150 years of railroad snow removal in the Sierra
FOR MORE INFO
For more information and a list of summer activities going on in Truckee to celebrate the sesquicentennial of the Transcontinental Railroad go to https://goldspike.org or the Facebook page: Donner Summit-Truckee Golden Spike Celebration.
Sierra snows are a continuing challenge to railroad transportation through our high mountains.
The first surveyors of the transcontinental railroad thought the snows could be handled with the equipment of the day. They planned to use “Bucker” snowplows almost 20-feet tall pushed by six to nine wood-burning locomotives.
This worked fine with fresh powder snow, but once the snow thickened to “Sierra Cement” the operation literally derailed. Still, the railroad used the Buckers as much as they could.
Even before the completion of the Central Pacific Railroad (now the Union Pacific), a program of building snow sheds was started to protect the railroad over the top 30 miles of the Sierra. These sheds and the Bucker snowplows kept the line open during most of the winter, but the snow sheds were beset with problems of fire and avalanches. And, while useful, the big snow plows were operational headaches.
In 1880, Charles McGlashan the editor of the Truckee Republican reported a harrowing adventure. The locomotive he was riding struck a Bucker snow plow. The editor was thrown onto the snow next to the tracks and only inches from the engine’s wheels. He survived and published his story in his newspaper. Even then, the railroads were looking for equipment superior to these large and unwieldly plows.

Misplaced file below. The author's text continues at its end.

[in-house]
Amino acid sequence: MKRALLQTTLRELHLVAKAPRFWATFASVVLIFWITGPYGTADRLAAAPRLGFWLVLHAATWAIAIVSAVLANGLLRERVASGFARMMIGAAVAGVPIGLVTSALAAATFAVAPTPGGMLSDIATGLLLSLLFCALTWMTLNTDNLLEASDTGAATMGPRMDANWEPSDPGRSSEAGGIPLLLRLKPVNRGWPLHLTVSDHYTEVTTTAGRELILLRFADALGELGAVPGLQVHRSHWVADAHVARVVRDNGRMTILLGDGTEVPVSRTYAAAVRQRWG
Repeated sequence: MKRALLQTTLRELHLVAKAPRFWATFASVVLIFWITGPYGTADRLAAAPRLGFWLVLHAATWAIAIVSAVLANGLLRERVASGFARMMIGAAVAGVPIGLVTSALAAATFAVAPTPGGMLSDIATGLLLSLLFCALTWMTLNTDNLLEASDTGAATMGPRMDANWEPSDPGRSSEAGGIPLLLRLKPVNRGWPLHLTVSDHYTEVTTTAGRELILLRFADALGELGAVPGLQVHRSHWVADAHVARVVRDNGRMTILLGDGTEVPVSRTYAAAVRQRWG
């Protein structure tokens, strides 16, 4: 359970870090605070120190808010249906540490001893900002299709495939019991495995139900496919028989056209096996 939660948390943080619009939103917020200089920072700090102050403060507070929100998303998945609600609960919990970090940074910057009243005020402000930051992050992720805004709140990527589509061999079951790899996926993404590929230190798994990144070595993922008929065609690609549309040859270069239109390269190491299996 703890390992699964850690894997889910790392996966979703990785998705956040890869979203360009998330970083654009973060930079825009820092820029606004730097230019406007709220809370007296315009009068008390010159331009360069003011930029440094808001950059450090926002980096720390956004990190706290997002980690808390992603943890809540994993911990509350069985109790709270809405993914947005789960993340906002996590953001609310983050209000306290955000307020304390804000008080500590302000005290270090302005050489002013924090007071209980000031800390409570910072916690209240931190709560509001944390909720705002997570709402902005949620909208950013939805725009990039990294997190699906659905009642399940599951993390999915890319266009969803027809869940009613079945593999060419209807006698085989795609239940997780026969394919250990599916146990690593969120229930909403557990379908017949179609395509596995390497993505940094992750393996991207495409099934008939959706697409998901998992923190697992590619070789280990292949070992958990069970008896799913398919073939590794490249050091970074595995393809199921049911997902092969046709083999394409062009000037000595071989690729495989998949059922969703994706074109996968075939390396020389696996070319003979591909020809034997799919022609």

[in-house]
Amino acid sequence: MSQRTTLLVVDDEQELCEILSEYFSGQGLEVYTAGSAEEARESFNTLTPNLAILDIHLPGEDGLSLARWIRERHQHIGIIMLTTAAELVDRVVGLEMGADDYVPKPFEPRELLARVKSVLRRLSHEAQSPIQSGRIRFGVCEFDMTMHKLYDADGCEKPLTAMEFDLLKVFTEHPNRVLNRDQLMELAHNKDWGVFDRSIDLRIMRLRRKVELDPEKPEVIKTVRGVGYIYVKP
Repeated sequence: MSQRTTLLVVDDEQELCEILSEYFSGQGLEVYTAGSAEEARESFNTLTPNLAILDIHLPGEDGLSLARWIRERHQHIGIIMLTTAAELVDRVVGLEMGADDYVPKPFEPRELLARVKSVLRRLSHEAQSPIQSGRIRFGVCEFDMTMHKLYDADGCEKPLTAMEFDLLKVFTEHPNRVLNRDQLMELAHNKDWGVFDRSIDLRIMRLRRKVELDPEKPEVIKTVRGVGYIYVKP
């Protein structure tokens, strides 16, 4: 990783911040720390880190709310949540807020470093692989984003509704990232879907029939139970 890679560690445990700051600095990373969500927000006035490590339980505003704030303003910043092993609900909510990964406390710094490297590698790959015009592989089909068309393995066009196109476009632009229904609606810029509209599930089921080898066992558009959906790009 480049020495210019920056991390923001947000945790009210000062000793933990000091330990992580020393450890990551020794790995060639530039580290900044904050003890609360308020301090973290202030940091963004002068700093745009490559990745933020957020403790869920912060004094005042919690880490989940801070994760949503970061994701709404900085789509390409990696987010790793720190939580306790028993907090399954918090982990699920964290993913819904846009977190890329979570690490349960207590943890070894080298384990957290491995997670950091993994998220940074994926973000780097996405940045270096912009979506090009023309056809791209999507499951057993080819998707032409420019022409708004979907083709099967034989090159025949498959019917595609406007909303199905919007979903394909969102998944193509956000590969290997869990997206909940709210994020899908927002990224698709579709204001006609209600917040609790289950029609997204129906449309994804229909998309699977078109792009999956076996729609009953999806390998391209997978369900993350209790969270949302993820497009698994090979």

By the 1880s, manufacturers were developing more efficient methods of removing snow from the tracks. In 1887, Orange Jule and two Leslie brothers delivered a “rotary” snow plow with fan-type blades to cut through the snow and clear the tracks. The revolving fans of the Leslie rotaries proved themselves much better at removing Sierra snow than the competitive Cyclone and Excavator augur snowplows.
These Leslie type rotary snow plows worked well until 1952, when over 20 feet of snow buried Donner Pass. The Southern Pacific’s Chicago to San Francisco passenger train — the City of San Francisco was hit by a small avalanche that immobilized it just east of Yuba Gap.
A Leslie rotary from Norden cleared the track to the rear of the train, but the passenger train could not be pulled back away from the snow. Another rotary from the west was hit by an avalanche, killing a rotary trainman. After three days, the passengers were forced to walk a short distance through the snow to old highway forty. There, they were transported to warm accommodations and then to San Francisco. It still took another three days to free the empty passenger train and reopen the track.
FEWER MULTI-DAY DELAYS
Today the railroad uses a combination of the modernized Leslie rotaries, spreaders, and flangers. The youngest rotaries are over 80 years old. Their old steam boilers have been replaced with diesel generators and they have modern electronic controls. These rotaries are stored in Roseville and only used in snow years when the snow is particularly deep. The rotary’s problem is they cut deep trenches and sometimes the sides of the trenches collapse requiring another snow-plowing operation.
Spreaders solve the problem by being able to push the snow farther from the tracks than the rotary can. But, they are used in only shallower snow. The spreader is pushed by a locomotive. They are called spreaders because they have movable wings that can extend twenty feet on either side. The spreaders are stationed in Truckee throughout the winter and are the workhorses of the snow removal equipment.
Flangers supplement the work of the spreaders. They are also stationed in Truckee during the winter months. These caboose-like cars have a flanged plow that drops down to clear the snow from between the rails.
The Union Pacific continues to wage war with the Sierra snowstorms. Most years they have been successful with the last five-day delay occurring in 2011.
To see a rotary plow, there is a static display of a retired rotary in a pocket park east of downtown Truckee.
Jerry Blackwill is president of the Truckee Donner Railroad Society and board member of the Truckee History – Railroad Museum.